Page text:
* Laboratory Tests (See Diagnostic Tests)
    * Lactose Intolerance
    * Laxatives (See Constipation)
    * Liver
    * Liver Biopsy
    * Liver Cirrhosis
    * Liver Transplantation
    * Lower GI Series
    * Lymphocytic Colitis
M
    * Mallory-Weiss Syndrome (See Bleeding in the Digestive Tract)
    * Medications
    * Ménétrier Disease
    * Microscopic Colitis: Collagenous Colitis and Lymphocytic Colitis
    * Milk Intolerance (See Lactose Intolerance)
    * Milk, Problems Digesting
N
    * Nonalcoholic Steatohepatitis (NASH)
    * Nonsteroidal Anti-inflammatory Drugs (See NSAIDs and Peptic Ulcers)
    * Nontropical Sprue (See Celiac Disease)
    * NSAIDs and Peptic Ulcers
O
    * Ostomy
P
    * Pancreas
    * Pancreatitis
    * PBC (See Primary Biliary Cirrhosis)
    * Peptic Ulcers
    * Piles (See Hemorrhoids)
    * Polyps
    * Porphyria
    * Primary Biliary Cirrhosis (PBC)
    * Primary Sclerosing Cholangitis (PSC)
    * Proctitis
    * PSC (See Primary Sclerosing Cholangitis)
    * Pseudo-obstruction
    * Pyrosis (See Heartburn)
R
    * Rapid Gastric Emptying
    * Regional Enteritis (See Crohn’s Disease)
    * Regional Ileitis (See Crohn’s Disease)
S
    * Salivary Glands
    * Short Bowel Syndrome
    * Sigmoidoscopy
    * Smoking and Your Digestive System
    * Statistics, Digestive Diseases
    * Stoma (See Bowel Diversion Surgeries: Ileostomy, Colostomy, Ileoanal Reservoir, and Continent Ileostomy)
    * Stomach
    * Stomach Flu (See Viral Gastroenteritis)
    * Stomach Infection (See Bacteria and Foodborne Illness)
    * Stomach Ulcers
    * Stool Diary
    * Summary of Recommendations for Adult Immunization
T
    * Testing for Celiac Disease
    * Tests for Digestive Diseases
    * Transplantation
    * Traveler’s Diarrhea (See Diarrhea)
U
    * Ulcerative Colitis
    * Ulcers
    * Upper GI Endoscopy
    * Upper GI Series
    * Upset Stomach (See Indigestion)
V
    * Vaccinations for Hepatitis A and B
    * Viral Gastroenteritis
    * Viral Hepatitis
    * Virtual Colonoscopy
W
    * Whipple's Disease
    * Wilson Disease
X
    * X-ray Tests (See Diagnostic Tests)
Y
    * Your Digestive System and How It Works
    Why is digestion important?
    How is food digested?
    How is the digestive process controlled?
Z
    * Zollinger-Ellison Syndrome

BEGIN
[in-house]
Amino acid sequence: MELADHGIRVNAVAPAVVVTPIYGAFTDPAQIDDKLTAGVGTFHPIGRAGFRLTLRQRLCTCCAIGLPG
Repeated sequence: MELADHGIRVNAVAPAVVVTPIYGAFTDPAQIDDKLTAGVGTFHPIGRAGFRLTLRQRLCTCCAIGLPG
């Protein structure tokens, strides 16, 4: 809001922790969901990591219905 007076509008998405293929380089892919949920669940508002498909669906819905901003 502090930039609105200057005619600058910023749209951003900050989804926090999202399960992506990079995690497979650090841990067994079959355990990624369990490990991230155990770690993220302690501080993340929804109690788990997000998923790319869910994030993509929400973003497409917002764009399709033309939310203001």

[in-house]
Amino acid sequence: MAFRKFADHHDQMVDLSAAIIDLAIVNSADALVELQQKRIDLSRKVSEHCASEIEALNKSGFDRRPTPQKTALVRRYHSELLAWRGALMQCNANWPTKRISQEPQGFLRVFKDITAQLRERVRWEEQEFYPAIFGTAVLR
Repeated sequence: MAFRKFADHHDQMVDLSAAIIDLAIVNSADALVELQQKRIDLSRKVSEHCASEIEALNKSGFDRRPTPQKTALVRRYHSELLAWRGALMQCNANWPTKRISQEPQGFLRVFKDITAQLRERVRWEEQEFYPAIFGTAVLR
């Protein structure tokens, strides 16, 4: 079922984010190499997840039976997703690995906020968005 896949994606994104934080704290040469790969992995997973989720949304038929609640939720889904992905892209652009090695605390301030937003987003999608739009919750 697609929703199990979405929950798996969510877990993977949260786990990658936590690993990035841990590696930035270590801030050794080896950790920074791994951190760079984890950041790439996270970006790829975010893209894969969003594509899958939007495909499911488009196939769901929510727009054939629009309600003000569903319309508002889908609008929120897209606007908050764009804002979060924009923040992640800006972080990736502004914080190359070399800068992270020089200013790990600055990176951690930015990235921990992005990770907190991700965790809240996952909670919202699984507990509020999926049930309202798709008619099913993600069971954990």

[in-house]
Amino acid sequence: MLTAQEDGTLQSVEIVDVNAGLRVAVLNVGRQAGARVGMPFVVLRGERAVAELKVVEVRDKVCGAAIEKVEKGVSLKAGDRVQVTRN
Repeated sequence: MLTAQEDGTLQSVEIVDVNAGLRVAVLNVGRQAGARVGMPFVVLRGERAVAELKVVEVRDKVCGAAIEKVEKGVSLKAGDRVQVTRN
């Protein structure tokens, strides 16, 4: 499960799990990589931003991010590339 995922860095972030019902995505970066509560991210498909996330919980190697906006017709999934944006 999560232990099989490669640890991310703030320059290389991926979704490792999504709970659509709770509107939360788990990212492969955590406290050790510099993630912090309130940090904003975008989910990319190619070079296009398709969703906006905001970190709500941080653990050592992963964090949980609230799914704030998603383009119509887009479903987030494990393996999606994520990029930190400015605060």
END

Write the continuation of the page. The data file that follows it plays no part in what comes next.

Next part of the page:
Gastroenterology
Gastroenterology Research
Q: What is an endoscopy?
A: An endoscopy is a medical procedure used to view the digestive tract,and other internal organs, non surgically. Through the use of an endoscope (a flexible tube with a lighted camera attached, the internal body structures are seen on a color monitor by the physician.

Q: Why is an endoscopy performed?
A: Endoscopy is often used to evaluate severe stomach pain, ulcers, gastritis, digestive tract bleeding, and to investigate polyps or masses in the colon.
Possible Complications: Possible complications of endoscopy include bleeding, tear in the abdominal wall, and reactions to sedation medications.

Q: Is the procedure done under anesthesia?
A: An endoscopy is performed under sedation, through an IV. The patient usually wakes about an hour after the procedure is done. General anesthesia is given in special circumstances. Preparation: You can prepare for the procedure by fasting 6-8 hours prior to the endoscopy (per doctor's orders) and you will most likely be given a laxative to clear the bowels.

Types of Endoscopy: There are many types of endoscopy procedures, including:
Arthroscopy
Bronchoscopy
Colonoscopy
Colposcopy
Cystoscopy
ERCP (endoscopic retrograde cholangio-pancreatography)
EGD (Esophogealgastroduodensoscopy)
Laparoscopy
Laryngoscopy
Proctoscopy
Thoracoscopy

Q: What is an EGD?
A: Upper endoscopy, also called esophagogastroduodenoscopy, or EGD, uses a thin scope with a light and camera at its tip to look inside of the upper digestive system -- the esophagus, stomach and first part of the small intestine, called the duodenum.

Usually performed as an outpatient procedure, upper endoscopy sometimes must be performed in the hospital or emergency room to both identify and treat conditions such as upper digestive system bleeding.

The procedure is commonly used to help identify the causes of:

Abdominal
Nausea and vomiting
Heartburn
Bleeding
Swallowing problems